Back to Nafisi:
Nabokov’s last novels were received more tepidly than the others, and Transparent Things, which came out in 1972, baffled many critics, among them John Updike. In Nabokov’s opinion, “Amongst the reviewers several careful readers have published some beautiful stuff about it. Yet neither they nor, of course, the common ‘criticule’ discerned the structural knot of the story.” Look at the Harlequins! Was published two years later and was similarly greeted with review that were split between his keen readers and “hacks” who found it less taxing than Ada or Transparent Things.
Let’s pause for a second on “criticule.” It’s like the BuzzWire Listmaker of the 1970s! Criticule. So dismissive in such a dickish, erudite way.
In terms of it’s basic story [SPOILERS AHEAD FOR THE SPOILER-AVERSE WHO ARE ACTUALLY PLANNING TO ACTUALLY READ THIS NOVEL] Transparent Things isn’t necessarily convoluted. It’s about Hugh Person returning to Switzerland for the fourth time in his life—and first since his wife died. We read about his earlier trips—the first in which his dad passed away, the second for his work as an editor in which he meets his future wife—and then find out that, off-screen, he strangled his wife in his sleep. (His somnambulism was established early on in the book.) Also off-screen: He goes to jail for murder but is exonerated and spends a number of years in an asylum. He no longer works as an editor. The big-name author he worked with most—a very pretentious character who Nabokov has way too much fun with, having him title his book Tralatitions and embody the truly pervy part of Humbert Humbert—passes away.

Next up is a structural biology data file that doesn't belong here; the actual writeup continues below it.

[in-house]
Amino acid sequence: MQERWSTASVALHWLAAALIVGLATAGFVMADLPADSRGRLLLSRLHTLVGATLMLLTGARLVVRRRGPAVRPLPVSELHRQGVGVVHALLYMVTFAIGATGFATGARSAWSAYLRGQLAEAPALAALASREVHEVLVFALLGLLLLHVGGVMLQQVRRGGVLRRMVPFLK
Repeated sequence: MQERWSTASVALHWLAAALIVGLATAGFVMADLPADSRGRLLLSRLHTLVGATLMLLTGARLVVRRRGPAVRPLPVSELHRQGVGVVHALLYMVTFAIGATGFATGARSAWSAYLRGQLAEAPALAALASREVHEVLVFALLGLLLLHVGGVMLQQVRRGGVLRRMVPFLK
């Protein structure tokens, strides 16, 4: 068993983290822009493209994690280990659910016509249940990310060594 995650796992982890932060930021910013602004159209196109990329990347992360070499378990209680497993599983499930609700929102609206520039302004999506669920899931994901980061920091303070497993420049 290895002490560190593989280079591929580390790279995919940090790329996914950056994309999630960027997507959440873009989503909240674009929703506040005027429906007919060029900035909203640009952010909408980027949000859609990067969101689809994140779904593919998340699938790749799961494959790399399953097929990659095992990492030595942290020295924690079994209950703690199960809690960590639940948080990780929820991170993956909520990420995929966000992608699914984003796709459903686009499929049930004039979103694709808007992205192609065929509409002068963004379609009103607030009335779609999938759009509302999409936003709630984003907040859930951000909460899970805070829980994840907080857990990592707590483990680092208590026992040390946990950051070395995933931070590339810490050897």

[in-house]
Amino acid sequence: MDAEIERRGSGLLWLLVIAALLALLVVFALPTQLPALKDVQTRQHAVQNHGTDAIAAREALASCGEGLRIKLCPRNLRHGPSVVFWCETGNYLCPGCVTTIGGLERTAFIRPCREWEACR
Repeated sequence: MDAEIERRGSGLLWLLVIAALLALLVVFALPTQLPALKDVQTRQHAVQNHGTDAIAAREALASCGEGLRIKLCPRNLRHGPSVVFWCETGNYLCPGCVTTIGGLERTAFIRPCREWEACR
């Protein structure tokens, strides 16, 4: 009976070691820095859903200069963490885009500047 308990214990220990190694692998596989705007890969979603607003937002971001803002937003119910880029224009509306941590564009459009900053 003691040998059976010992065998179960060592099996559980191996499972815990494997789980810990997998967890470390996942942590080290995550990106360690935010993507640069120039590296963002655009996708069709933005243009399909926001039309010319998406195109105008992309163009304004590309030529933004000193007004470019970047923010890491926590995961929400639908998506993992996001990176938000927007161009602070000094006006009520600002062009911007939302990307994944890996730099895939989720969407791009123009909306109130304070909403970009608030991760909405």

All that is straightforward. But the “structural knot,” at least as far as The Author in The Dreamed Part articulates it, is in the narration. Who is/are the voices at the beginning and end who are telling this story? Are they ghosts from beyond? The author? A collective of writerly spirits?
When we concentrate on a material object, whatever its situation, the very act of attention may lead to our involuntarily sinking into the history of that object. Novices must learn to skim over matter if they want matter to stay at the exact level of the moment. Transparent things, through which the past shines!